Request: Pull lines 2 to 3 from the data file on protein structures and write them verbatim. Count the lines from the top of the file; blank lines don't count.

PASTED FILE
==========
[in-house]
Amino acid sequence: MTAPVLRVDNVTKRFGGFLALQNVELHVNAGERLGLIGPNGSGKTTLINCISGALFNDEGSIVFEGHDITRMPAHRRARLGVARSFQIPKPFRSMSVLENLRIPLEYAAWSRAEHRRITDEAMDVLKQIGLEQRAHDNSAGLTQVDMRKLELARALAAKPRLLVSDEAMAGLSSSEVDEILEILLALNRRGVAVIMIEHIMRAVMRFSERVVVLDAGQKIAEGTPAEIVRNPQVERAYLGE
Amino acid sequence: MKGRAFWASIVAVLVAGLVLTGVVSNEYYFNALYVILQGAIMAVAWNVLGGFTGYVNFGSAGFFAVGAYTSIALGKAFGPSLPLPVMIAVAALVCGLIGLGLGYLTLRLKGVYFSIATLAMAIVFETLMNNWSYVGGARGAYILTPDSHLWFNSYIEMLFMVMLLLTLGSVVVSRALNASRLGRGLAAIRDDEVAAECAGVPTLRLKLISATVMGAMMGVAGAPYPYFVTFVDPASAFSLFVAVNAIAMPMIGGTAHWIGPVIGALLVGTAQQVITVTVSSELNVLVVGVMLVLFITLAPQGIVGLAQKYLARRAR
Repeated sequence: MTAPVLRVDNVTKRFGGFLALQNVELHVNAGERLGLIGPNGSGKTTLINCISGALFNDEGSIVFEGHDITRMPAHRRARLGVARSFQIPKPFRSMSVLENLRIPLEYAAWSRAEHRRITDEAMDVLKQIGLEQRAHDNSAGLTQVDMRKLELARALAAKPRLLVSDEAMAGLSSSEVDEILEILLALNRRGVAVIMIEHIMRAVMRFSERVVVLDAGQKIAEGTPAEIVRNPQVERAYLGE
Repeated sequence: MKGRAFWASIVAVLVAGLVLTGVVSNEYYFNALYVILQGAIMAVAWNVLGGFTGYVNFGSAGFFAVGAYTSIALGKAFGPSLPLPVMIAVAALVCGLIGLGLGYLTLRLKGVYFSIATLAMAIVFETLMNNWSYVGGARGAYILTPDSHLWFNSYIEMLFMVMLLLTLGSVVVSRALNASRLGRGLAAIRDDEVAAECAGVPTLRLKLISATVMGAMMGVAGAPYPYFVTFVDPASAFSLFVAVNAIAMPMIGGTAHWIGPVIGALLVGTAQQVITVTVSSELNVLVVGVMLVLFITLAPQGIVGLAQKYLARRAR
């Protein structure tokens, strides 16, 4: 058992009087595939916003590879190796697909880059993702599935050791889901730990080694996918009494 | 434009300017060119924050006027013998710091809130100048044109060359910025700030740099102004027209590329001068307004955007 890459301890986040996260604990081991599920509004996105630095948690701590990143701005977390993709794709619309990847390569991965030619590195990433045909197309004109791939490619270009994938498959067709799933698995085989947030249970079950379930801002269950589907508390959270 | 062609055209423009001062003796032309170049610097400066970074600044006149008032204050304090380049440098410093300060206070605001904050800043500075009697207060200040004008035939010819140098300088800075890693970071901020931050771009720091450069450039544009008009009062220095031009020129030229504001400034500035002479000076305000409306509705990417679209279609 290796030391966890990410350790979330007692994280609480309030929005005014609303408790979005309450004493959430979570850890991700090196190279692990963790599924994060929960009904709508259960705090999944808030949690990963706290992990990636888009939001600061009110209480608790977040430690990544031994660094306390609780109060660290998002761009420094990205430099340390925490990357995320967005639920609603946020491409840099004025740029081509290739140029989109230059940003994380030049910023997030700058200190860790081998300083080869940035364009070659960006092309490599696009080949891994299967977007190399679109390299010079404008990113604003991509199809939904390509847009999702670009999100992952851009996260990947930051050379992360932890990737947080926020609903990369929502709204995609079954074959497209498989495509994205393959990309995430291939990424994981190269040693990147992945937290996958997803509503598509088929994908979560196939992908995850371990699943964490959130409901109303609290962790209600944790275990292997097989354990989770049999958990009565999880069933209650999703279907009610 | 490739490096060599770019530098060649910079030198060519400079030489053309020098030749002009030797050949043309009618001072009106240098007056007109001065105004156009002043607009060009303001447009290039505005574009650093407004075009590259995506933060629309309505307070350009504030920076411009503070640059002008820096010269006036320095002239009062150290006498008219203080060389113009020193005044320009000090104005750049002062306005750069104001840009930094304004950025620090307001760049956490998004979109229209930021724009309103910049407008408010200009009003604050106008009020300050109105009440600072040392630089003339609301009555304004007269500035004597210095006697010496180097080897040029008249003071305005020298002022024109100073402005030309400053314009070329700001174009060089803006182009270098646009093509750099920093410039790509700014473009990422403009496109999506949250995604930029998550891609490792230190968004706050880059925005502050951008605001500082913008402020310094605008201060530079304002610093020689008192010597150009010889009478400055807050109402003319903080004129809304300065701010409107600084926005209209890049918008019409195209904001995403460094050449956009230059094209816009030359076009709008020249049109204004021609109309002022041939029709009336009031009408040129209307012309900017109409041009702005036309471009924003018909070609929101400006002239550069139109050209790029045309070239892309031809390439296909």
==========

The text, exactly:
Amino acid sequence: MTAPVLRVDNVTKRFGGFLALQNVELHVNAGERLGLIGPNGSGKTTLINCISGALFNDEGSIVFEGHDITRMPAHRRARLGVARSFQIPKPFRSMSVLENLRIPLEYAAWSRAEHRRITDEAMDVLKQIGLEQRAHDNSAGLTQVDMRKLELARALAAKPRLLVSDEAMAGLSSSEVDEILEILLALNRRGVAVIMIEHIMRAVMRFSERVVVLDAGQKIAEGTPAEIVRNPQVERAYLGE
Amino acid sequence: MKGRAFWASIVAVLVAGLVLTGVVSNEYYFNALYVILQGAIMAVAWNVLGGFTGYVNFGSAGFFAVGAYTSIALGKAFGPSLPLPVMIAVAALVCGLIGLGLGYLTLRLKGVYFSIATLAMAIVFETLMNNWSYVGGARGAYILTPDSHLWFNSYIEMLFMVMLLLTLGSVVVSRALNASRLGRGLAAIRDDEVAAECAGVPTLRLKLISATVMGAMMGVAGAPYPYFVTFVDPASAFSLFVAVNAIAMPMIGGTAHWIGPVIGALLVGTAQQVITVTVSSELNVLVVGVMLVLFITLAPQGIVGLAQKYLARRAR